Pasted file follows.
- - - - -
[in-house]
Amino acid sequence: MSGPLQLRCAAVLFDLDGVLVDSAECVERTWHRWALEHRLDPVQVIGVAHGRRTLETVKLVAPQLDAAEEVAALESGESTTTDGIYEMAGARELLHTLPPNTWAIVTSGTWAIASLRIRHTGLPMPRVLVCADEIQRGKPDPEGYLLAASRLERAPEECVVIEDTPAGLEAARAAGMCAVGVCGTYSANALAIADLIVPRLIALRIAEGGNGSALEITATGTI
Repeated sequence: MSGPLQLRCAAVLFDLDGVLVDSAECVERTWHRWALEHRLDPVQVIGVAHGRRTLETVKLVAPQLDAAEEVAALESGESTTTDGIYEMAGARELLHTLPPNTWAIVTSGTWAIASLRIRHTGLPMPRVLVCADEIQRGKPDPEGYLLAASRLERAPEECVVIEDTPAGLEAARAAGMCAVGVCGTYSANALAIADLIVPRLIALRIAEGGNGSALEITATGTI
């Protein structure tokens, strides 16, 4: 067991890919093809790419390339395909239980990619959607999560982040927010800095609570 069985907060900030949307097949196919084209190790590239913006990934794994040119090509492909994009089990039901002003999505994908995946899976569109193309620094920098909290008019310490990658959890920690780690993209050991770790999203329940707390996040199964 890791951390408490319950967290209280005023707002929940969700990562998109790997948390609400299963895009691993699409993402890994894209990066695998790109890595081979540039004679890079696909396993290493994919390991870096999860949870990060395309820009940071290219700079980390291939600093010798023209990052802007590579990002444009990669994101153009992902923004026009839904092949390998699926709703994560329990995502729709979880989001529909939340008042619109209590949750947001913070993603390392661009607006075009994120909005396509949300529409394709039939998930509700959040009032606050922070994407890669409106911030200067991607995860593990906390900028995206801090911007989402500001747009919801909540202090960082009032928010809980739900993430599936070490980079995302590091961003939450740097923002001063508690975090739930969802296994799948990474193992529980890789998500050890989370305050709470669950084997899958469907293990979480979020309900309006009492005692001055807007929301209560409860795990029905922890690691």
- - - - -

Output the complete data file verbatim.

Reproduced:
[in-house]
Amino acid sequence: MSGPLQLRCAAVLFDLDGVLVDSAECVERTWHRWALEHRLDPVQVIGVAHGRRTLETVKLVAPQLDAAEEVAALESGESTTTDGIYEMAGARELLHTLPPNTWAIVTSGTWAIASLRIRHTGLPMPRVLVCADEIQRGKPDPEGYLLAASRLERAPEECVVIEDTPAGLEAARAAGMCAVGVCGTYSANALAIADLIVPRLIALRIAEGGNGSALEITATGTI
Repeated sequence: MSGPLQLRCAAVLFDLDGVLVDSAECVERTWHRWALEHRLDPVQVIGVAHGRRTLETVKLVAPQLDAAEEVAALESGESTTTDGIYEMAGARELLHTLPPNTWAIVTSGTWAIASLRIRHTGLPMPRVLVCADEIQRGKPDPEGYLLAASRLERAPEECVVIEDTPAGLEAARAAGMCAVGVCGTYSANALAIADLIVPRLIALRIAEGGNGSALEITATGTI
């Protein structure tokens, strides 16, 4: 067991890919093809790419390339395909239980990619959607999560982040927010800095609570 069985907060900030949307097949196919084209190790590239913006990934794994040119090509492909994009089990039901002003999505994908995946899976569109193309620094920098909290008019310490990658959890920690780690993209050991770790999203329940707390996040199964 890791951390408490319950967290209280005023707002929940969700990562998109790997948390609400299963895009691993699409993402890994894209990066695998790109890595081979540039004679890079696909396993290493994919390991870096999860949870990060395309820009940071290219700079980390291939600093010798023209990052802007590579990002444009990669994101153009992902923004026009839904092949390998699926709703994560329990995502729709979880989001529909939340008042619109209590949750947001913070993603390392661009607006075009994120909005396509949300529409394709039939998930509700959040009032606050922070994407890669409106911030200067991607995860593990906390900028995206801090911007989402500001747009919801909540202090960082009032928010809980739900993430599936070490980079995302590091961003939450740097923002001063508690975090739930969802296994799948990474193992529980890789998500050890989370305050709470669950084997899958469907293990979480979020309900309006009492005692001055807007929301209560409860795990029905922890690691």